RK1 Dyno Run Engine 770 horse/ 777 torque

RK Collection's first Dyno pull of RK1's motor! www.rk-collection.com

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Awesome V12 Monster diesel engine Awake and Alive startup
Awesome V12 Monster diesel engine Awake and Alive startup The first V-type engine (a 2-cylinder vee twin) was built in 1889 by Daimler, to a design by Wilhelm Maybach. By 1903 V8 engines were being produced for motor boat racing by the Société Antoinette to designs by Léon Levavasseur, building on experience gained with in-line four-cylinder engines. In 1904, the Putney Motor Works completed a new V12 marine racing engine -- the first V12 engine produced for any purpose.[2] Known as the 'Craig-Dörwald' engine after Putney's founding partners, the engine mounted pairs of L-head cylinders at a 90 degree included angle on an aluminium crankcase, using the same cylinder pairs that powered the company's standard 2-cylinder car. A single camshaft mounted in the central vee operated the valves directly. As in many marine engines, the camshaft could be slid longitudinally to engage a second set of cams, giving valve timing that reversed the engine's rotation to achieve astern propulsion. "Starting is by pumping a charge into each cylinder and switching on the trembler coils. A sliding camshaft gave direct reversing. The camshaft has fluted webs and main bearings in graduated thickness from the largest at the flywheel end."[3] Displacing 1,119.9 cuin (18,352 cc) (bore and stroke of 4.875" x 5" (123.8 x 127 mm)), the engine weighed 950 pounds (430 kg) and developed 150 bhp (110 kW). Little is known of the engine's achievements in the 40-foot hull for which it was intended, while a scheme to use the engine to power heavy freight vehicles never came to fruition.[2] One V12 Dörwald marine engine was found still running in a Hong Kong junk in the late-1960s. Two more V12s appeared in the 1909-10 motor boat racing season. The Lamb Boat & Engine Company of Clinton, Iowa built a 1,558.6 cuin (25,541 cc (5.25" x 6" (133.4 x 152.4 mm)) engine for the company's 32-foot Lamb IV. It weighed in at 2,114 pounds (959 kg). No weight is known for the massive 3,463.6 cuin (56,758 cc) (7" x 7.5" (177.8 x 190.5 mm)) F-head engine built by the Orleans Motor Company. Output is quoted as "nearly 400 bhp (300 kW)". By 1914, when Panhard built two 2,356.2 cuin (38,611 cc) (5" x 10" (127 x 254 mm)) engines with four-valve cylinder heads the V12 was well established in motor boat racing.[2] In automobiles, V12 engines have not been common due to their complexity and cost. They are used almost exclusively in expensive sports and luxury cars because of their power, smoother operation and distinctive sound. ▬▬▬▬▬▬▬▬▬▬▬▬▬▬▬▬▬▬▬▬▬▬▬▬▬ ▬▬ ★ MORE INTERESTING VIDEOS: http://www.youtube.com/watch?v=yrbwGmtZ8pM&list=UUYH8swcp71EHt-88lkaMDTQ ★ SUBSCRIBE: http://goo.gl/GynuUU ★ Follow my Twitter: https://twitter.com/GeorgeDominik1 ★ Thanks For Watching ★ ★ Post comment , share and tell us what u think ★ ▬▬▬▬▬▬▬▬▬▬▬▬▬▬▬▬▬▬▬▬▬▬▬▬▬ ▬▬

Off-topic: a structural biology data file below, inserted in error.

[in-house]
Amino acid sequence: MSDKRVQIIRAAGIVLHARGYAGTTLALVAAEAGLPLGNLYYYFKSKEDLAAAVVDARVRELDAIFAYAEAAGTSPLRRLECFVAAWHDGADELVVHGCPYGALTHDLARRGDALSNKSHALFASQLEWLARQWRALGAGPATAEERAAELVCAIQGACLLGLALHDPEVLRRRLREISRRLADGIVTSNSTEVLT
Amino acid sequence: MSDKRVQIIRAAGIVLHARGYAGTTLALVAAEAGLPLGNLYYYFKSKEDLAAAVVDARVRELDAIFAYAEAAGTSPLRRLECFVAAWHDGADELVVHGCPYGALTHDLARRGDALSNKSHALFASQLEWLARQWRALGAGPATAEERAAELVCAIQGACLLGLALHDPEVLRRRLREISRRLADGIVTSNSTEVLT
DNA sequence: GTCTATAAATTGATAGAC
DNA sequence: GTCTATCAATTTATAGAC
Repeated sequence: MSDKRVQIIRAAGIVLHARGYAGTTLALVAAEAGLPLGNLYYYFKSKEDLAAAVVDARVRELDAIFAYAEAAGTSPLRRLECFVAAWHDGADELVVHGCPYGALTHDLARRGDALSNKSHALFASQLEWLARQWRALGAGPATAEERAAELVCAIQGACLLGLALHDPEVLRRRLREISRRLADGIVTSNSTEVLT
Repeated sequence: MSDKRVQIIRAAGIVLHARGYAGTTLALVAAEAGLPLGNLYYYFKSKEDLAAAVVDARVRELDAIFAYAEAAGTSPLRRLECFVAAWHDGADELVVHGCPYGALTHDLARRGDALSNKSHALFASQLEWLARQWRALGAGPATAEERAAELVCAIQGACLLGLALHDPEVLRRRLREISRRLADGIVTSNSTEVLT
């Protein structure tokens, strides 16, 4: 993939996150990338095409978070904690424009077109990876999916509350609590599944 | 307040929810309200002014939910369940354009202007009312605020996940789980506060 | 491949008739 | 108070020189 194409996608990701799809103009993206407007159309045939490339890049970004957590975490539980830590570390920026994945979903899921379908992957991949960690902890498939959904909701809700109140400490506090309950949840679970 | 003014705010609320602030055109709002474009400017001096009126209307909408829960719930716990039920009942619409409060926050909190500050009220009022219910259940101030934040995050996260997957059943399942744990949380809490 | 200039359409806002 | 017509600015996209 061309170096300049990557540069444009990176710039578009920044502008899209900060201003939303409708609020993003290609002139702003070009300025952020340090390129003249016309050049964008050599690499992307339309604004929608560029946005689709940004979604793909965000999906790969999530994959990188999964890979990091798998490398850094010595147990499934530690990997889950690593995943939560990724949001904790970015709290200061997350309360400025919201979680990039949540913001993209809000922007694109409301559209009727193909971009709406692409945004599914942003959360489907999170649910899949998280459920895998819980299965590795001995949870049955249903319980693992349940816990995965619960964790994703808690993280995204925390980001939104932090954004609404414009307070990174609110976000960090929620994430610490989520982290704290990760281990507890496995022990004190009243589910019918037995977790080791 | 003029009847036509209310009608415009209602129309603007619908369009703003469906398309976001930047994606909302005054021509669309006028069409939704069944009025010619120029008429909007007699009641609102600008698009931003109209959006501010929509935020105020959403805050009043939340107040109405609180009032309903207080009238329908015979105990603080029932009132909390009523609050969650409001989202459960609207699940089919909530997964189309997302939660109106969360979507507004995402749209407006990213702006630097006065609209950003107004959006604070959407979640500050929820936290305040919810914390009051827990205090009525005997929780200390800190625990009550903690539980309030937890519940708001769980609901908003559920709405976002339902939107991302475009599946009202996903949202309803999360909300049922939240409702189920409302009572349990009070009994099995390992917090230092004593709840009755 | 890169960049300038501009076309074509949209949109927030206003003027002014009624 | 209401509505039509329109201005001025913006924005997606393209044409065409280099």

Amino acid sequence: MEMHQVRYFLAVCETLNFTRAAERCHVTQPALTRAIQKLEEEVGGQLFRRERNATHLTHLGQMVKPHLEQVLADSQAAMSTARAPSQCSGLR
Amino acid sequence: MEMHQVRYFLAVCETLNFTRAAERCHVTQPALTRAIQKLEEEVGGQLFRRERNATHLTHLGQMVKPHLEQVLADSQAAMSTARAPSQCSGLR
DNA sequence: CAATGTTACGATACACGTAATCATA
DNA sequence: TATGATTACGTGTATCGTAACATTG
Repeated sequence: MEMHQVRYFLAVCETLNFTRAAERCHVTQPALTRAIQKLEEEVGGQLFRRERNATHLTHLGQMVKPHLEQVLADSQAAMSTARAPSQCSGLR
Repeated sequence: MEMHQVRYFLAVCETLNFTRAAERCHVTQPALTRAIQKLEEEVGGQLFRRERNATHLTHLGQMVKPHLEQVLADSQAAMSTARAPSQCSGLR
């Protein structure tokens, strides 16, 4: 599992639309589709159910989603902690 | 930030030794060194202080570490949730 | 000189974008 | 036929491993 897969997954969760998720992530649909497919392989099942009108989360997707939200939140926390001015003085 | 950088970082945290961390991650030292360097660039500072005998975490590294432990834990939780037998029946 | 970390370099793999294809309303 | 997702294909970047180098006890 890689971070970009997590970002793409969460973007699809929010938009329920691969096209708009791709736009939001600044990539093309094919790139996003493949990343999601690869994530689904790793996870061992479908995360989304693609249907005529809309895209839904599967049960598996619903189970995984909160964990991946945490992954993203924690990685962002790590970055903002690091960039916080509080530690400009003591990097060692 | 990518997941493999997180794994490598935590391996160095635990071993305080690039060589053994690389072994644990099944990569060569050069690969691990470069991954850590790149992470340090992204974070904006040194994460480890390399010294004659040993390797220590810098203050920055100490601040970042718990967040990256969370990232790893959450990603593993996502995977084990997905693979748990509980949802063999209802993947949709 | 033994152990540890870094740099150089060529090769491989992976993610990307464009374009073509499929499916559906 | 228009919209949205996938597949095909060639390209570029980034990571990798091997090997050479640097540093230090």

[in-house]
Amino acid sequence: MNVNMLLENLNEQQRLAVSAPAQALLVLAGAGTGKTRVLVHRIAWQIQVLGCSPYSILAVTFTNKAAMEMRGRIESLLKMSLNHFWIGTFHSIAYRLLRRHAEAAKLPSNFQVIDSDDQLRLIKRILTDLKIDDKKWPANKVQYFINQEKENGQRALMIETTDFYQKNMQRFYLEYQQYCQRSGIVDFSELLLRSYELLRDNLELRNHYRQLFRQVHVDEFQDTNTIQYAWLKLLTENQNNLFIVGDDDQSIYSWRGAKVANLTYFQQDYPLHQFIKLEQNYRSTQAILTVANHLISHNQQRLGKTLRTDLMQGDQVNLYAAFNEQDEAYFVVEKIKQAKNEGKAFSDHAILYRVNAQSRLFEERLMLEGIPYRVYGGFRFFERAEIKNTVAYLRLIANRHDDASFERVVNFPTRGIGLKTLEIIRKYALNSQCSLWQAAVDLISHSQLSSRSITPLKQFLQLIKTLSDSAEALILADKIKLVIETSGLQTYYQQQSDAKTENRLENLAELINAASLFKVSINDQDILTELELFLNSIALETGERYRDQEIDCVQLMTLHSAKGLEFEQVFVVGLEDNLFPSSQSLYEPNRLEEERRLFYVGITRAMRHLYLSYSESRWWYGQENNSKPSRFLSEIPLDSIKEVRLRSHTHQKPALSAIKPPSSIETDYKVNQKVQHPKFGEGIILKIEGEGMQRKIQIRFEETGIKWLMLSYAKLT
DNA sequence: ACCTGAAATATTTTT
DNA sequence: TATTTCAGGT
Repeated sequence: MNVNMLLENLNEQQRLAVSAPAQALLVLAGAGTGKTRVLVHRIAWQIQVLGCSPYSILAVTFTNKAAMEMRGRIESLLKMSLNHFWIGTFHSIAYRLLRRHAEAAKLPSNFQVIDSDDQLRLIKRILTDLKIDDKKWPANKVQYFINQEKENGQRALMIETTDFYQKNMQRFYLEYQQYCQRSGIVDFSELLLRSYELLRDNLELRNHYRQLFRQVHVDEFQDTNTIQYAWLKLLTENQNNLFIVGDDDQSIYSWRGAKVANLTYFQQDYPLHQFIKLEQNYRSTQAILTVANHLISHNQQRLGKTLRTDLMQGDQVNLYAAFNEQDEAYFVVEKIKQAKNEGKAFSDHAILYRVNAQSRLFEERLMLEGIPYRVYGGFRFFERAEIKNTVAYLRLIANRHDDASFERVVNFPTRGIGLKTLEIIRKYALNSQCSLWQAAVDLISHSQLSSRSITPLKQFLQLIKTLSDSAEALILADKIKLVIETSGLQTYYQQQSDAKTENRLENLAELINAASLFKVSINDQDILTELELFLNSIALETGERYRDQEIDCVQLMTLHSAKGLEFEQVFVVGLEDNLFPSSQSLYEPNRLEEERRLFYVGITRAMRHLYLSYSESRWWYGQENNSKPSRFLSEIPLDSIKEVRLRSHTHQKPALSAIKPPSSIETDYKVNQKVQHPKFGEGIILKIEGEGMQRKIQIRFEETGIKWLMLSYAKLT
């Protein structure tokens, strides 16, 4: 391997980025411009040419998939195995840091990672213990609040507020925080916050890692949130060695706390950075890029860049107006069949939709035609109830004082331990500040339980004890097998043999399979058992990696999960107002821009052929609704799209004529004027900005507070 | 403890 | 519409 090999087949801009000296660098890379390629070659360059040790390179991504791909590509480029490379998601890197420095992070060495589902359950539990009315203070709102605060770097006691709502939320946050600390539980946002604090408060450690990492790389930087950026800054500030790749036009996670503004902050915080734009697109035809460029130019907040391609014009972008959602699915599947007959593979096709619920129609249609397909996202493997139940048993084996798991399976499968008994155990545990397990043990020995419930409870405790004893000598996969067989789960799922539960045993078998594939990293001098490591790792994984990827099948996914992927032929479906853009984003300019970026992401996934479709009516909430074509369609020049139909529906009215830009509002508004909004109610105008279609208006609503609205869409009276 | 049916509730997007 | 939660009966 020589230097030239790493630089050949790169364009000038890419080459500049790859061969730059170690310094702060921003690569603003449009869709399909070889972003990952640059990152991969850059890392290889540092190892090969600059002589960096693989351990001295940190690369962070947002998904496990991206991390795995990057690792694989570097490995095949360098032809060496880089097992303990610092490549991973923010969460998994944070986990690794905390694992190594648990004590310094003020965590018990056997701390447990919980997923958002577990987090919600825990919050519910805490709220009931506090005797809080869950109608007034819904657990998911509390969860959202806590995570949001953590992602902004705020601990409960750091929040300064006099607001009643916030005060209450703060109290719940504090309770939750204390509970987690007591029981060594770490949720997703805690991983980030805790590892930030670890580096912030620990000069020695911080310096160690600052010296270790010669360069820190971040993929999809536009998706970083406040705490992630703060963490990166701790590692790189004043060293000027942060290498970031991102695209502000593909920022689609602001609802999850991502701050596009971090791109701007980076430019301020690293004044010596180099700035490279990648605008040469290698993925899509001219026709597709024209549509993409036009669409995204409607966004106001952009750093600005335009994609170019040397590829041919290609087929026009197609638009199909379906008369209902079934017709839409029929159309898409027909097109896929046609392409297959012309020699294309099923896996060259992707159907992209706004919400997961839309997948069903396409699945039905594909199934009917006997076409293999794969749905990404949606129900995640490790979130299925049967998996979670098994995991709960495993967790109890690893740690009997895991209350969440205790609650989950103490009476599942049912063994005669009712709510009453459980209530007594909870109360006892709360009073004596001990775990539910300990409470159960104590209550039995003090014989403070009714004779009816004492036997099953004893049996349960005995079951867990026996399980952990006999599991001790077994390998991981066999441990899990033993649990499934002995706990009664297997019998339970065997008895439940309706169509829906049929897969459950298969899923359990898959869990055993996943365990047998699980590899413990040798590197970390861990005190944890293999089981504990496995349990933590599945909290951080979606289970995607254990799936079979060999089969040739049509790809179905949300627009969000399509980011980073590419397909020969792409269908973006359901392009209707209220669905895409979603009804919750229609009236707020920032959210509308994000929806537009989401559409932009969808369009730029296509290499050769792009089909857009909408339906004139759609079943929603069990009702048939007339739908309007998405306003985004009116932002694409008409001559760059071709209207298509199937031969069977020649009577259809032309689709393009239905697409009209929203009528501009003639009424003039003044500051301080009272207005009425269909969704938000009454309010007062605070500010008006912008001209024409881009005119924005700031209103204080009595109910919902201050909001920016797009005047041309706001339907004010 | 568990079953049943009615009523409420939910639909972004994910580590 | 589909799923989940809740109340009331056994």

3D movie - how a car engine works
File Code: NEG3 1 24 1 3D Production: MGD Computer Systems (2011) Client: King Fahad Naval Academy (KFNA) - Saudi Arabia ID: Islam Kasem 3D Animator: Ahmed Altelbany QC Specialist: Dina Fawzy PM: Ahmed Ghzaly





Building the Horizontal Pop Can Stirling Engine
http://StirlingBuilder.com - Here are some photos and video from the building of the Horizontal Pop Can Stirling Engine. One of the first videos posted of this engine now has over 1 million views. The plans for this engine are in the book, "Eleven Stirling Engine Projects You Can Build" by Jim R. Larsen. The music playing in the background is an original blues recording also by Jim Larsen. This is an example of a classic horizontal Stirling engine design built with simple materials that are easy to find. You can find more videos of this engine in my YouTube channel and at http://StirlingBuilder.com. Please feel free to hit the Like button and leave a comment.





1000HP Street Engine Dyno
Steve Morris Racing Engines built ProCharged BBC 540. This engine makes 1000 HP on 92 octane.




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